Brightsurf Science News & Current Events

May 03, 2009
Process controlling T cell growth and production identified
Identifying one of the processes that plays a role in naïve and memory T-cells' growth and production could one day lead to better vaccines and possibly more effective cancer immunotherapy, said researchers at Baylor College of Medicine and Texas Children's Hospital in a report that appears in the current edition of Nature Immunology.

Small molecules might block mutant protein production in Huntington's disease
Molecules that selectively interfere with protein production can stop human cells from making the abnormal molecules that cause Huntington's disease, researchers at UT Southwestern Medical Center have found.

March of Dimes awards $250,000 prize to scientists unraveling the causes of muscular dystrophy
Kevin P. Campbell, Ph.D., and Louis M. Kunkel, Ph.D., will share the 2009 March of Dimes Prize for their work identifying genes and proteins that cause muscular dystrophy a disorder in which the muscles progressively degenerate.

Psychiatric problems of fathers may be as important as those of mothers in child outcomes
While the issue of psychiatric problems of mothers affecting children is much discussed, mental health problems of fathers can be just as important for child outcomes.

Personalized treatment for early lung cancer
Cancer vaccines and targeted therapies are beginning to offer new treatment options following surgery for patients with early stages of lung cancer, experts said at the first European Multidisciplinary Conference in Thoracic Oncology in Lugano, Switzerland.

Nanotechnology holds promise for STD drug delivery
Yale researchers describe a breakthrough in safe and effective administration of potential antiviral drugs -- small interfering RNA (siRNA) molecules that silence genes -- the first step in development of a new kind of treatment for sexually transmitted diseases (STDs).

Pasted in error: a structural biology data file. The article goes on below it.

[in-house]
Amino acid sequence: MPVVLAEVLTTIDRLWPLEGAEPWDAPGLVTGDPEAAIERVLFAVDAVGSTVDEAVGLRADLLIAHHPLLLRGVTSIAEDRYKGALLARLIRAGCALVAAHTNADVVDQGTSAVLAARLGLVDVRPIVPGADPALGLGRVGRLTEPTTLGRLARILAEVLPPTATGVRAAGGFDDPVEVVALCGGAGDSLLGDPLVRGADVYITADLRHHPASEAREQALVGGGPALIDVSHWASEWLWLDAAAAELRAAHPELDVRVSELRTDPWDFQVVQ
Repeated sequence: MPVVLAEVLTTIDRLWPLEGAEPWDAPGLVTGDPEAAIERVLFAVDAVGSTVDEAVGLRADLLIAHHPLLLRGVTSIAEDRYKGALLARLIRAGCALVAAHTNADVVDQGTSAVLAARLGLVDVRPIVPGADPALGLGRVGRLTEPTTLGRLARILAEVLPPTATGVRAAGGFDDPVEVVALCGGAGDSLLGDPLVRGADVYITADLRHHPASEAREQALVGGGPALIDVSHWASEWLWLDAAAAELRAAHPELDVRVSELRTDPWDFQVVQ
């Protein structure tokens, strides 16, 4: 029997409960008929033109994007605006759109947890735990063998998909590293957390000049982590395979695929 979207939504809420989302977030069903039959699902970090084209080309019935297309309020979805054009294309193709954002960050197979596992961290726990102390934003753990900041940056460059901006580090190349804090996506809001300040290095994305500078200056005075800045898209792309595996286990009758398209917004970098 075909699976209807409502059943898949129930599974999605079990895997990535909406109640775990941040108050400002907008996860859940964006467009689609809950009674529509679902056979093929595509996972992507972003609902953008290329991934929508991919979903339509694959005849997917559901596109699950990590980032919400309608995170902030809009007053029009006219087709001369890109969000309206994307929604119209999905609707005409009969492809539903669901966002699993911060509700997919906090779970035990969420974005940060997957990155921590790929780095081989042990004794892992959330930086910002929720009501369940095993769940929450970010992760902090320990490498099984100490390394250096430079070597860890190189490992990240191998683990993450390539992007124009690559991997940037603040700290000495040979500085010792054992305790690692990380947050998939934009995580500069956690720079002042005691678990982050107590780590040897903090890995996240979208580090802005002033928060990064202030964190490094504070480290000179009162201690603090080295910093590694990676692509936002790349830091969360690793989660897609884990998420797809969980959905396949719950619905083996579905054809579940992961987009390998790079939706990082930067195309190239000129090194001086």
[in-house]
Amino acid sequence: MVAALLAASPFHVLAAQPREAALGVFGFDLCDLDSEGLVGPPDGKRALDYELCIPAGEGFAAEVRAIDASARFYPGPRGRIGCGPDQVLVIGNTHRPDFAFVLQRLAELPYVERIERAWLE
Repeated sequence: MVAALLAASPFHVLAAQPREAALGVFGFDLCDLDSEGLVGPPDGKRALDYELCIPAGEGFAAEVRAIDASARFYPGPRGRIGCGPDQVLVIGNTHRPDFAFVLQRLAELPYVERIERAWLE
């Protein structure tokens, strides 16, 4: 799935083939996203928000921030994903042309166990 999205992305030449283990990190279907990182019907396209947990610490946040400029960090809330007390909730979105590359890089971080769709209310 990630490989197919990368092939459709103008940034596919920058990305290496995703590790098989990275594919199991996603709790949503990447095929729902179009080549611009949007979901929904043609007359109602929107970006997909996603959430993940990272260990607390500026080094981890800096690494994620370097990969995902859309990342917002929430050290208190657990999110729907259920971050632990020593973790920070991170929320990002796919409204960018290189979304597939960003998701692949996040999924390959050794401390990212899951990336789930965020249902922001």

Women more vulnerable to tobacco carcinogens, new results show
Women may be more vulnerable than men to the cancer-causing effects of smoking tobacco, according to new results reported this week at the European Multidisciplinary Conference in Thoracic Oncology, Lugano, Switzerland.

Songbird study from CSHL, CCNY provides concrete measure of biology's impact on culture
A study by scientists from CSHL and CCNY performed among a species of songbirds called zebra finches provides new insights into how genetic background, learning abilities and environmental variation might influence how birds evolve

Narcolepsy is an autoimmune disorder, Stanford researcher says
Ten years ago, Stanford University School of Medicine scientist Emmanuel Mignot, M.D., Ph.D., and his colleagues made headlines when they identified the culprit behind the sleep disorder narcolepsy.

Moving gene therapy forward with mobile DNA
VIB researchers connected to the Katholieke Universiteit Leuven in collaboration with colleagues at the Max Delbruck Center in Berlin have developed a new nonviral gene technology approach.

Late motherhood boosts family lifespan
Women who have babies naturally in their 40s or 50s tend to live longer than other women.

Genetic study confirms the immune system's role in narcolepsy
Scientists funded by the National Institutes of Health have identified a gene associated with narcolepsy, a disorder that causes disabling daytime sleepiness, sleep attacks, irresistible bouts of sleep that can strike at any time, and disturbed sleep at night.

Neuroscientists discover long-term potentiation in the olfactory bulb
Case Western Reserve University School of Medicine researchers are the first to discover a form of synaptic memory in the olfactory bulb, the part of the brain that processes the sense of smell.

CCNY, CSHL biologists find birdsong of isolates reverts to norm over several generations
In an experiment that points to a role for genetics in the development of culture, biologists at the City College of New York and Cold Spring Harbor Laboratory have discovered that zebra finches raised in isolation will, over several generations, produce a song similar to that sung by the species in the wild.
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